By Andrew Both
SAN DIEGO, Calif. (Reuters) - There is no subtelty to Bryson DeChambeau's game plan as he seeks to defend his U.S. Open crown.
With rare exceptions, the ferocious-swinging DeChambeau bashes his drives as far as he possibly can, knowing that as long as he stays in-bounds he should be okay.
He pushed a couple of drives on Saturday so far right that the ball sailed over the high rough and landed outside the gallery ropes in trampled-down grass that afforded him an almost perfect lie.
"When I miss it, because I hit it pretty far, I'm going to miss it off line quite a bit," DeChambeau said after shooting a bogey-free three-under-par 68 to move within two shots of leaders Louis Oosthuizen, Russell Henley and Mackenzie Hughes.
"So that plays kind of into my advantage a little bit more because where the people are walking, it's trampled down and you
get some good lies."
DeChambeau arrived at Torrey Pines embroiled in a feud with fellow American alpha-male Brooks Koepka, who backtracked in the third round, shooting 71 to fall five shots behind.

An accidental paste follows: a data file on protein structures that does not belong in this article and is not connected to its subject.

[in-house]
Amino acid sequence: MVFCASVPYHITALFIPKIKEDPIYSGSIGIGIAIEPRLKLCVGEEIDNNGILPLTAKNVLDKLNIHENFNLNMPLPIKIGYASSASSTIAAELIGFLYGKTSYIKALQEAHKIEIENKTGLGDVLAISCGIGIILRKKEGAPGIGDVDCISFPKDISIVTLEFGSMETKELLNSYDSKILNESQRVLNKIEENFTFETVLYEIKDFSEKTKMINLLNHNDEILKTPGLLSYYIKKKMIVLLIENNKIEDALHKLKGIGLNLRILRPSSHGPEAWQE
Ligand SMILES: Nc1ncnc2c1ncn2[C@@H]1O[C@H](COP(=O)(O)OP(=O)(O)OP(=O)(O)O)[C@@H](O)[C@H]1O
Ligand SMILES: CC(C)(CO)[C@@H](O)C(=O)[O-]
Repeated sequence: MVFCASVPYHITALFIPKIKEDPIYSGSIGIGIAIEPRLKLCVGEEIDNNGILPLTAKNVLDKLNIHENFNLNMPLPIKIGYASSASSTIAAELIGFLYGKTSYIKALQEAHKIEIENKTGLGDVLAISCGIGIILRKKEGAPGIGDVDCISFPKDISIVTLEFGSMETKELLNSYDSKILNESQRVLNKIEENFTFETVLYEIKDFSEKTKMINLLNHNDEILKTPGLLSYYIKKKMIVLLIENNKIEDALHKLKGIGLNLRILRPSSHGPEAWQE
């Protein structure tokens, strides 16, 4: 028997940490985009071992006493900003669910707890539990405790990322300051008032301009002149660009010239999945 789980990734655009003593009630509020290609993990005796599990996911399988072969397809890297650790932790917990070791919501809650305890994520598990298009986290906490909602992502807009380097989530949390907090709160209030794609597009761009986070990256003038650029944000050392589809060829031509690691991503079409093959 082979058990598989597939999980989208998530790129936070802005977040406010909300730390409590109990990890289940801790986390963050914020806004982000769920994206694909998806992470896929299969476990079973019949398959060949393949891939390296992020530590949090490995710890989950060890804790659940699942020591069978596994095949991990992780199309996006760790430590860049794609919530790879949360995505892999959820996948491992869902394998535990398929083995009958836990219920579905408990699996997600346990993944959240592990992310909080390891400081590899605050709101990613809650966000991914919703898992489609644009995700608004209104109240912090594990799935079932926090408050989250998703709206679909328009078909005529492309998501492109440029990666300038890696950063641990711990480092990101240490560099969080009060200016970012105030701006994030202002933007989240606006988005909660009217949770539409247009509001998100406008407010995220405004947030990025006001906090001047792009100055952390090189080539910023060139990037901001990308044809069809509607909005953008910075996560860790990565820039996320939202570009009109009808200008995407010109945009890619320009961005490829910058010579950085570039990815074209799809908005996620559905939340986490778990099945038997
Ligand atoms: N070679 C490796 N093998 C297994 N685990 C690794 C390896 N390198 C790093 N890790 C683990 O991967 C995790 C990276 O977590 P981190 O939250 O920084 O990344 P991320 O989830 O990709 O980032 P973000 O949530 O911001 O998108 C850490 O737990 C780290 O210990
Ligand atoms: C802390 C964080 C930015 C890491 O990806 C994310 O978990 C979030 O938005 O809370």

DeChambeau, tracked every step of his round by a local police officer assigned to keep him safe all week, faced no major heckling, but he could not steer totally clear of the controversy either.
It was fairly quiet as he negotiated the far reaches of the course around the 11th and 12th holes, where crowds were thin, but by time he got to the 13th green there were plenty of spectators, invariably young men clutching a can of beer, only too happy to make their support or otherwise all too clear.
"Brooksie" some screeched.
"Miss it," someone shouted as DeChambeau putted a couple of holes later.
"Get in the water," yelled another as the player avoided the pond at the last.
But DeChambeau also had his supporters, who yelled such things as "back-to-back" and he won another fan by slinging his ball into the grandstand at the final hole, which a dextrous young man caught for a nice souvenir.
DeChambeau knows the only way to win over fans is by refusing to take any bait.
"People think that it annoys me," he said.
"If anything, it just creates a great atmosphere for golf. At first I didn't really know how to handle it.
"You're kind of thrown into a situation but now I enjoy it. You've got to embrace it. There's going to be team Bryson, team
Brooks out there. Hey, keep it up."
(Reporting by Andrew Both; Editing by Christopher Cushing)